Did Zimbabwe sign an agreement with UK to accommodate asylum seekers?


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A British lord yesterday said the United Kingdom had signed an agreement with Zimbabwe to accommodate refugees deported from Britain but this had never been published.

It was only the agreement with Rwanda that went public after the UK signed a £120 million economic deal that could see thousands of migrants sent to the African country.

British Home Secretary Priti Patel said: “The world-leading migration partnership with Rwanda means those making dangerous, unnecessary and illegal journeys to the UK may be relocated to Rwanda to have their claims for asylum considered and to rebuild their lives there, helping break the people smugglers’ business model and prevent loss of life.

“This is just the first stage of the process and we know it will take time as some will seek to frustrate the process and delay removals.  I will not be deterred from acting to deliver on the changes the British people voted for to take back control of our money, laws and borders.”

According to the scheme, which Patel descried as a “world-first”, will see asylum seekers who are deemed to have arrived in the UK “illegally” sent to Rwanda, where their claims will be processed. If successful, they will be granted asylum or given refugee status in the country.

The scheme has been widely condemned by the UN Refugee Agency (UNHCR), International Non-Governmental Organisations and academia, and nationally from civil servants, trade unions and political opposition.

Now Lord Oates says a similar agreement was signed with Zimbabwe last year.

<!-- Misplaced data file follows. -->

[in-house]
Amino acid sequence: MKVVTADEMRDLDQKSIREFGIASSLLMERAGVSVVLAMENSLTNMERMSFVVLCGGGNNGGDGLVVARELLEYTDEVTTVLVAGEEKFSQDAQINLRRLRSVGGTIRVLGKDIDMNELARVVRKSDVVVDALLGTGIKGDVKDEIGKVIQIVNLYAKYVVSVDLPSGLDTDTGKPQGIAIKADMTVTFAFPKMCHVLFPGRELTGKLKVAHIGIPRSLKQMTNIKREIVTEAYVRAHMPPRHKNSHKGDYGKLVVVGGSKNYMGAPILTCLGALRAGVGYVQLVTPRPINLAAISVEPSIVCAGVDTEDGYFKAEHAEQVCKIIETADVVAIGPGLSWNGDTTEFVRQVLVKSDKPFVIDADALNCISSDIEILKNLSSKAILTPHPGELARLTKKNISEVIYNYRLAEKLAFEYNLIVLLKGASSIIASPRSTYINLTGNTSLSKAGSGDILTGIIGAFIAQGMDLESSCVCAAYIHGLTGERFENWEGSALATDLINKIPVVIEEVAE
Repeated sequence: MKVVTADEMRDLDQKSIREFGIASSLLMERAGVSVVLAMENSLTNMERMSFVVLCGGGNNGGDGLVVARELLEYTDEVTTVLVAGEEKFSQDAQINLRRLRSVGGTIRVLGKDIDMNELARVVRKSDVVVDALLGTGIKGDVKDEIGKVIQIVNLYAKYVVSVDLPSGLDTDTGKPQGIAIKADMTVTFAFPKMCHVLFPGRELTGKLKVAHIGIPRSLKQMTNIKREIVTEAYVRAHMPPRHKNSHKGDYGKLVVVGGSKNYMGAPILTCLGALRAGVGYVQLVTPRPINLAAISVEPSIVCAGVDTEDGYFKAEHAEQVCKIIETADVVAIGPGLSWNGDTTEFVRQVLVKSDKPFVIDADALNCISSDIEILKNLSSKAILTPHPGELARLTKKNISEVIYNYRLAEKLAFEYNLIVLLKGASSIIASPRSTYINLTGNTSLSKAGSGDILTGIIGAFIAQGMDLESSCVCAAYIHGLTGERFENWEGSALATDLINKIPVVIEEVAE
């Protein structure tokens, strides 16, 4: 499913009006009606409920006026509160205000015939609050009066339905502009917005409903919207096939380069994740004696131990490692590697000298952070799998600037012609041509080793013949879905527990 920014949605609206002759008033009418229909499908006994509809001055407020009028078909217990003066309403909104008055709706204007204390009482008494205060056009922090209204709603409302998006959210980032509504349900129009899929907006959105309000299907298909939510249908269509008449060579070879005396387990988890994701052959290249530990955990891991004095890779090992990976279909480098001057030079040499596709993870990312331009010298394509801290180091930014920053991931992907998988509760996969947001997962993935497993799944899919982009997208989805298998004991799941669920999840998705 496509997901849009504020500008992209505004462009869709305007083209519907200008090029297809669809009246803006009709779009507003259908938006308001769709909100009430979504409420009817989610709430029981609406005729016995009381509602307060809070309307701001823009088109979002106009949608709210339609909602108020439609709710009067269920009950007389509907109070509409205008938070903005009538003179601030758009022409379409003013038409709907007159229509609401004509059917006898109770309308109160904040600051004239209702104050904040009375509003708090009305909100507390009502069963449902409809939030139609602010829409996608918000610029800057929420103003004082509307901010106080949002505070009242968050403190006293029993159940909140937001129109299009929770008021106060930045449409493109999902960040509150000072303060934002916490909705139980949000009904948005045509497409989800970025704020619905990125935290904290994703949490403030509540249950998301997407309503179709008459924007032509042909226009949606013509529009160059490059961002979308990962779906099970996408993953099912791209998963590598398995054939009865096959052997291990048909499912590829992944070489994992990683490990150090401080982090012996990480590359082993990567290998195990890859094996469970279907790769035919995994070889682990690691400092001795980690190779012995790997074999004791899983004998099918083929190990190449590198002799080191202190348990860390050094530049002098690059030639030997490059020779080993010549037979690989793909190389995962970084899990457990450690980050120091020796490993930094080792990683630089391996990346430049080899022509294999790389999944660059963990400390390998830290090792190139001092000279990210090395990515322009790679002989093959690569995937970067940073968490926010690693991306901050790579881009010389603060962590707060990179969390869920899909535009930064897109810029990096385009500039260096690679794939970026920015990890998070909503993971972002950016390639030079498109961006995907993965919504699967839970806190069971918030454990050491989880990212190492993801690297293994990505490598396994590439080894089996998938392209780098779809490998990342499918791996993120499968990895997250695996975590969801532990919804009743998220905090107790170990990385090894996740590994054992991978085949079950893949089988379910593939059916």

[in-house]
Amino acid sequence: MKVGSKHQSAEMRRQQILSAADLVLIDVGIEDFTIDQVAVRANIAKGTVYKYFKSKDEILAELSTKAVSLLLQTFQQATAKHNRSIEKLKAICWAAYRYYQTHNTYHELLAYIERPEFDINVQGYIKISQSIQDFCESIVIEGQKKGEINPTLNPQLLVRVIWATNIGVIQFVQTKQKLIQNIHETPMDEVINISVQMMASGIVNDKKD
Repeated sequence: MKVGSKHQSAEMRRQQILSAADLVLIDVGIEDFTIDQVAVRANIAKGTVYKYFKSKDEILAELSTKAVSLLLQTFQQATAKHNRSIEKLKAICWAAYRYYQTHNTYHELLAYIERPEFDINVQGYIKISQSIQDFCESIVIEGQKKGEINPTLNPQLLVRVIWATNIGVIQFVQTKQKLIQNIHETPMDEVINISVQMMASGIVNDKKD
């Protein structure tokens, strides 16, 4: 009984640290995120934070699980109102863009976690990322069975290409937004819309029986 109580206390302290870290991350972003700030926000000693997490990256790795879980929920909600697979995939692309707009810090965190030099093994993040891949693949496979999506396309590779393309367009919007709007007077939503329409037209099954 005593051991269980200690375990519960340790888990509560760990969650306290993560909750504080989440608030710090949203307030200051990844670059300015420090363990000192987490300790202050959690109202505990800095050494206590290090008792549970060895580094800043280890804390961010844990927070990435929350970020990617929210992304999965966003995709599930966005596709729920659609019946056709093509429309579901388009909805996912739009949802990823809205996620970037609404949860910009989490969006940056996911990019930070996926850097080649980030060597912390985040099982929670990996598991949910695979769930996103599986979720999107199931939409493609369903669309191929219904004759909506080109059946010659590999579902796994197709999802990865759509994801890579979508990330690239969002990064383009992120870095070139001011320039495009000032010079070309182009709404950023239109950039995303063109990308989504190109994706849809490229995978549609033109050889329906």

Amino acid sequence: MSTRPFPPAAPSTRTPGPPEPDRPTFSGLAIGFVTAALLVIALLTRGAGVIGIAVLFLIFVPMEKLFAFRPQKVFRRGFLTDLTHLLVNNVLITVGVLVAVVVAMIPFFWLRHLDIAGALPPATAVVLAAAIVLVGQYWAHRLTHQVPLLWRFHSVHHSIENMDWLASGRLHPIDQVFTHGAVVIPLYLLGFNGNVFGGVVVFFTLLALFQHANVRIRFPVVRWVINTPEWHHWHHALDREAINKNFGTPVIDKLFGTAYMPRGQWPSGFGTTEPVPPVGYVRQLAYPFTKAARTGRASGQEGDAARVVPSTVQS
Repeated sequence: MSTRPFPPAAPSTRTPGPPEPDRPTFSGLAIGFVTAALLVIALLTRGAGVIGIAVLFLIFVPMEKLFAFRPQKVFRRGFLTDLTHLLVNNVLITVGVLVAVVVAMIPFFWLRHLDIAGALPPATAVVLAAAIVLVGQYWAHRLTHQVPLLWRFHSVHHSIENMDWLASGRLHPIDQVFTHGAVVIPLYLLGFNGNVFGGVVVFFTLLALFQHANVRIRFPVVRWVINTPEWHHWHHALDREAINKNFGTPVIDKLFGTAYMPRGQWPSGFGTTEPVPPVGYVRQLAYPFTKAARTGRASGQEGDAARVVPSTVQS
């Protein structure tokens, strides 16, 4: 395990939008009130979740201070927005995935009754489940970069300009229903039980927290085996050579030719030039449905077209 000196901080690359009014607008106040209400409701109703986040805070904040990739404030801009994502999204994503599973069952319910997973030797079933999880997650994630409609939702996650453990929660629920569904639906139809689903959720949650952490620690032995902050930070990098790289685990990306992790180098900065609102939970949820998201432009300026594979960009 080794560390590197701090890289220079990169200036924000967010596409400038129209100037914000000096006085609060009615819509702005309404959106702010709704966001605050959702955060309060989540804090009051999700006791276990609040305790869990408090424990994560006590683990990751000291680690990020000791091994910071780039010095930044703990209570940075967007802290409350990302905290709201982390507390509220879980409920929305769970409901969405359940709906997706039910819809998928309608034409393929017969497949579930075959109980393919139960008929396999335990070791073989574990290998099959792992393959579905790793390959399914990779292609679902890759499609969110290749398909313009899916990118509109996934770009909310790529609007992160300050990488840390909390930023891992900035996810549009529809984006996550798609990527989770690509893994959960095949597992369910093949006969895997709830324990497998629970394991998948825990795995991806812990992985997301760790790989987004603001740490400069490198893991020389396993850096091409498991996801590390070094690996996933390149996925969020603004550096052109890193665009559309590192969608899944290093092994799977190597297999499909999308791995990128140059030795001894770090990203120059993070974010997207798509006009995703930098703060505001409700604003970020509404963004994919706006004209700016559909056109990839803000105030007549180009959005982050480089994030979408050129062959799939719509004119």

He told the House of Lords yesterday: “I want to touch on the issue of non-treaty agreements, which other noble Lords, including the noble Lord, Lord Lansley, the noble Baronesses, Lady Donaghy, Lady Hayter and Lady Liddell, have referenced. They spoke specifically about the memorandum of understanding with Rwanda, but there was also an agreement last year with the Government of Zimbabwe on the resumption of deportations of foreign national offenders. To my knowledge, that has never been published. There was a reason why those deportations were suspended, which was the gross abuses of human rights in Zimbabwe. The Government have never come forward and explained why the criteria changed.”

He did not elaborate.

Below is Lord Oates’s full contribution:

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Charles Rukuni
The Insider is a political and business bulletin about Zimbabwe, edited by Charles Rukuni. Founded in 1990, it was a printed 12-page subscription only newsletter until 2003 when Zimbabwe's hyper-inflation made it impossible to continue printing.

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